Research Shows Binge Drinking a Major Problem for Teens
Binge drinking is defined as having four or more alcoholic drinks during a two- to three-hour period. Typically, someone who is binge drinking is not looking to just relax or have fun at a party; they are seeking the “high” of intoxication.
The Centers for Disease Control and Prevention report that almost 60% of high school students who drink alcohol are also binge drinkers, and more than 40% of those binge drinkers consumed eight or more drinks in a row. Binge drinking is risky, frequently causing falls and other accidents, impaired judgment, and can result in alcohol poisoning.
In the past, binge drinking tended to peak during the college years and then drop, but now a growing number of young adults are binge-drinking into their mid to late 20s.
With so many teens, and now young adults, engaging in this dangerous behavior, it’s important for parents to be aware of the latest news. Here is some recent research about binge drinking:
- In the February 2019 edition of Translational Psychiatry, researchers found that binge drinking during the teen years can have long-lasting negative effects on the part of the brain involved in emotion, fear and anxiety.
- In March 2019, the Washington Post reported that college officials are becoming increasingly concerned about a new practice called about “drunkorexia,” when students refuse to eat all day before consuming alcohol. With no food to slow down the absorption of the alcohol, the effects of the drug hit quickly. Drunkorexia is most often seen in young women who want to party while staying extremely thin.
- In the April 2018 edition of the Lancet Medical Journal, research found that any more than five drinks a week on average can take years off a person’s life. An international team of researchers looked at years of data from 600,000 people in 19 countries. People who reported drinking more had higher rates of stroke, heart disease, deadly high blood pressure and fatal aortic aneurysms.
- A May 2019 study published in JAMA reported that severe alcohol-related liver disease is on the rise, likely due to heavy binge drinking in young adults. And a study published in the summer of 2018 in BMJ found that an increasing number of young people were dying from alcohol related liver failure. Experts believe that binge drinking occasionally is far worse for the liver than drinking one drink every day.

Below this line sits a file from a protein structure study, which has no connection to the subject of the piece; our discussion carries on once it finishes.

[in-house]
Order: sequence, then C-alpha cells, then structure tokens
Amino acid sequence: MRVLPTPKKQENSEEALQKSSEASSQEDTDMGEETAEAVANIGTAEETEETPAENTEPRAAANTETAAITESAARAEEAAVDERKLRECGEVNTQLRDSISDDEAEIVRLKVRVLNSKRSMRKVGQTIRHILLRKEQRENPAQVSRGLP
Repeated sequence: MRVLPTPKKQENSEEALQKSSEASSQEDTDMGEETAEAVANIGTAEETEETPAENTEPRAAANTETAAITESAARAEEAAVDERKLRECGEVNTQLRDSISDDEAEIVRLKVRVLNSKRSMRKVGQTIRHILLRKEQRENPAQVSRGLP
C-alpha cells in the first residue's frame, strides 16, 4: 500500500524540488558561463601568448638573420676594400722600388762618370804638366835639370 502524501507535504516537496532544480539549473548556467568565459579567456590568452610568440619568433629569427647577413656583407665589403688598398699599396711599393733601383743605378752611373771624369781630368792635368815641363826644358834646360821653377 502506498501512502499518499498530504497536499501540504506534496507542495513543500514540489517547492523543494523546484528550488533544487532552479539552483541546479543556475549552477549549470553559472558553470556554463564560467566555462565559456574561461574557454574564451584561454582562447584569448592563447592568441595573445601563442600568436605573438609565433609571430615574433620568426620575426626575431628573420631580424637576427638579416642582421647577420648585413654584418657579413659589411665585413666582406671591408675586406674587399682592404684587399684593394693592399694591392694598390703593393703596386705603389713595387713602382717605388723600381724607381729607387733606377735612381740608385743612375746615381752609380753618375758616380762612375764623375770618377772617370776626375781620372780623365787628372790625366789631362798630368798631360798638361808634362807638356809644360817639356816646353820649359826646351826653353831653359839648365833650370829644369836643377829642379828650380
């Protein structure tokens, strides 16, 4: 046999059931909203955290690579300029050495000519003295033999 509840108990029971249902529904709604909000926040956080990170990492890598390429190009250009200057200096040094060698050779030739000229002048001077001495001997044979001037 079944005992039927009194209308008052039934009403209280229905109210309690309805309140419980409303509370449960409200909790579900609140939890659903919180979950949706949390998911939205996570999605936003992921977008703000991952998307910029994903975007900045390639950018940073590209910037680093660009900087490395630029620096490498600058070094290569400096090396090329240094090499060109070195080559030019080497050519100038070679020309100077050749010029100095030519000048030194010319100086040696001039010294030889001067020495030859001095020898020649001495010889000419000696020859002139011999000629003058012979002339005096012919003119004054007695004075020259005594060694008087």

- Research from Loyola University in 2015 shows that young, healthy adults who binge drink significantly harm their immune system. “Evidence of a potentially hazardous drop in the body’s infection-fighting, wound-healing power shows up in binge drinkers’ blood steams just two hours after they downed their drinks.”
What Parents Can Do
Experts say that parents play a pivotal role in controlling teen binge drinking, and they can do a lot to prevent teens from engaging in this risky behavior:
- Talk to your child about alcohol and why you want them to remain drug-free. Inform your child of the risks associated with alcohol and drugs – you might even give them the recent research above. This type of conversation should begin when your child enters middle school and continue throughout their middle and high school years.
- Let your teen know that it’s easy to misjudge how quickly alcohol’s effects start. Drinkers may not recognize that their critical decision-making abilities, reaction time, and driving-related skills are already diminished long before they show physical signs of intoxication.
- Dispel the common myth that drinking coffee after drinking will sober them up. Caffeine may help with drowsiness but not with the effects of alcohol on decision-making or coordination. Even after someone stops drinking, alcohol in the stomach and intestine continues to enter the bloodstream, resulting in impaired judgment and coordination for hours.
- Use media to actively engage your teen. When you see an ad in a magazine or a scene on their TV show or movie, discuss the things the media doesn’t show you such as the fact that their brain is still developing and drinking can make you less smart. Point out that the media is glamorizing teens partying, because it makes them money.
- Keep lines of communication open. Nurture a relationship in which teens feel safe talking about anything that is bothering them. Many families find eating meals together to be helpful in engaging their teens in conversation.
- Be actively involved in your teen’s life by attending their events, getting to know their friends, visiting their school, and finding activities to do together.
- Keep teens busy with positive activities. Children who have a passion or are meaningfully engaged in sports, academic or social activities are less prone to get involved with drug use. Encourage them to make friends with teens who share their values.
Experts say that modeling the behavior we want to see in our teenagers is the biggest influencer in their future behavior. Recognize that if your teen sees you coming home from work and indulging in three or four alcoholic beverages to “unwind,” or sees you on the weekend drunk after a dinner out with your friends, they will believe that binge drinking is normal and acceptable behavior.